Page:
Sully Island is accessible by a causeway a few hours a day
You've bought the Ferrari and the private jet but now you can stay one step ahead of your fellow have-yachts - by purchasing an island.
Sully Island, just off the Vale of Glamorgan coast near Penarth, could be yours for around £1.25m - the price of a decent executive home.
Besides the kudos of owning a 14.5 acre (six hectares) island, you can impress your golf club chums by commissioning your own stamps.
But don't expect a 24-hour stream of party guests to visit because, unless they have a boat, they'll have to take their chances using a narrow causeway accessible only a few hours a day at low tide.
You may also wish to warn your friends that the stony causeway is unsympathetic to sky-high Jimmy Choo heels.
Karl-James Langford describes the archeological features of sully Island which include a bronze age barrow
Estate agents Chris John and Partners, which is selling the land, said it was impossible to gauge the type of buyer it could attract.
Edward Rankin, residential sales manager, said: "Islands for sale are few and far between, certainly in south Wales anyway.
"It's an unknown market place so it's a case of putting it on the market and gauging the interest from there.
"There may be people who have got money and they have always wanted Sully Island and now they've got the opportunity."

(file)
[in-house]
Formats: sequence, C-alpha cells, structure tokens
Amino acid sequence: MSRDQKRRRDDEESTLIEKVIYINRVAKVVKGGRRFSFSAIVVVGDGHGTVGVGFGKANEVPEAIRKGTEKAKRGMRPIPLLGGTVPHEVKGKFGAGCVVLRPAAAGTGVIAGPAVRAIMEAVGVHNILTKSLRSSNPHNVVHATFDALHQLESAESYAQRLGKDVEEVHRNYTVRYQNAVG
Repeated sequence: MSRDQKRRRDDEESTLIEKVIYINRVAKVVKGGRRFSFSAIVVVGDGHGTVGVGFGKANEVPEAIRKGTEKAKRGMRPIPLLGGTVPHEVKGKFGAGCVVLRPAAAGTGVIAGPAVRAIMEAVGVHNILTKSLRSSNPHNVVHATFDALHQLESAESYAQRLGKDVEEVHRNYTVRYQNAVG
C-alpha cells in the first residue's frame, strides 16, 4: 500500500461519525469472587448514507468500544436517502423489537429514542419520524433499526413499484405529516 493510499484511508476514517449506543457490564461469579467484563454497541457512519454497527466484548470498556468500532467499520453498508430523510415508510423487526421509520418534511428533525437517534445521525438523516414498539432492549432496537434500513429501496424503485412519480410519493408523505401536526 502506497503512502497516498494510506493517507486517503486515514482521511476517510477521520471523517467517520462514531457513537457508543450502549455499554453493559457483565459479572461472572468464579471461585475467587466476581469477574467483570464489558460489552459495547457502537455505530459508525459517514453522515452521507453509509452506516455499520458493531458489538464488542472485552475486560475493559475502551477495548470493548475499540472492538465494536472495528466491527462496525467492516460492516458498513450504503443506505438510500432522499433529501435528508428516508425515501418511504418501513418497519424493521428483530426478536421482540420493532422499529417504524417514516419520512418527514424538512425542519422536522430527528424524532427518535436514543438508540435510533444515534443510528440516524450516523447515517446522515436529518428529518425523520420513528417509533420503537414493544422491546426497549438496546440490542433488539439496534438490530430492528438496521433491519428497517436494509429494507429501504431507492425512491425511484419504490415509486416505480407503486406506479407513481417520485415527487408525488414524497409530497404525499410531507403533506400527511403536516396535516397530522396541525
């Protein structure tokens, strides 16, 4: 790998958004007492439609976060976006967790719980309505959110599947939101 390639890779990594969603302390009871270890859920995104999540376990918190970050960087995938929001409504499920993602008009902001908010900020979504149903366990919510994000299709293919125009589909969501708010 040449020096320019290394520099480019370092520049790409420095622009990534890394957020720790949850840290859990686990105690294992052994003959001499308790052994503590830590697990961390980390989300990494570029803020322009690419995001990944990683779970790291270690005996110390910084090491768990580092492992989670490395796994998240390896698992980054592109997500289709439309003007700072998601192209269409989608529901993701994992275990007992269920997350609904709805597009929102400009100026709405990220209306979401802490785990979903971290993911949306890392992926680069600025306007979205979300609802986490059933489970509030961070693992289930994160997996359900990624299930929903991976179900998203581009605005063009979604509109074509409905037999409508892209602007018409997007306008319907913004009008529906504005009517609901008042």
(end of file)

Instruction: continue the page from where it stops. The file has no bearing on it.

And while planning permission for a house on the uninhabited island is highly unlikely, Mr Rankin said some sort of commercial venture related to tourism would not be out of the question.
The current owner, who Mr Rankin said wished to remain anonymous, bought the island through the same estate agents 30 years ago.
YOURS FOR £1.25M
Ten Aston Martin DB9s
Manchester United star Ronaldo's wages for 10 weeks
A two-bedroom flat in an exclusive part of London
One lavish dinner set from UK china firm Royal Crown Derby (plus change)
One journeyman Premier League player
She is selling an island with a rich history which includes a Bronze Age barrow and evidence of a Danish Iron Age fort on the eastern side.
It was also popular with local smugglers during the Middle Ages.
The estate agents pointed out the island was also something of a haven for plants that are not usually found in the area, such as the marine spleenwort.
Sales of islands are not unknown in the UK - celebrity spoon bender Uri Geller recently bought a lump of volcanic rock in the Firth of Forth in Scotland.
And Skokholm, which is three miles off the Pembrokeshire coast, was bought in 2006 by the Welsh Wildlife Trusts, which raised £650,000.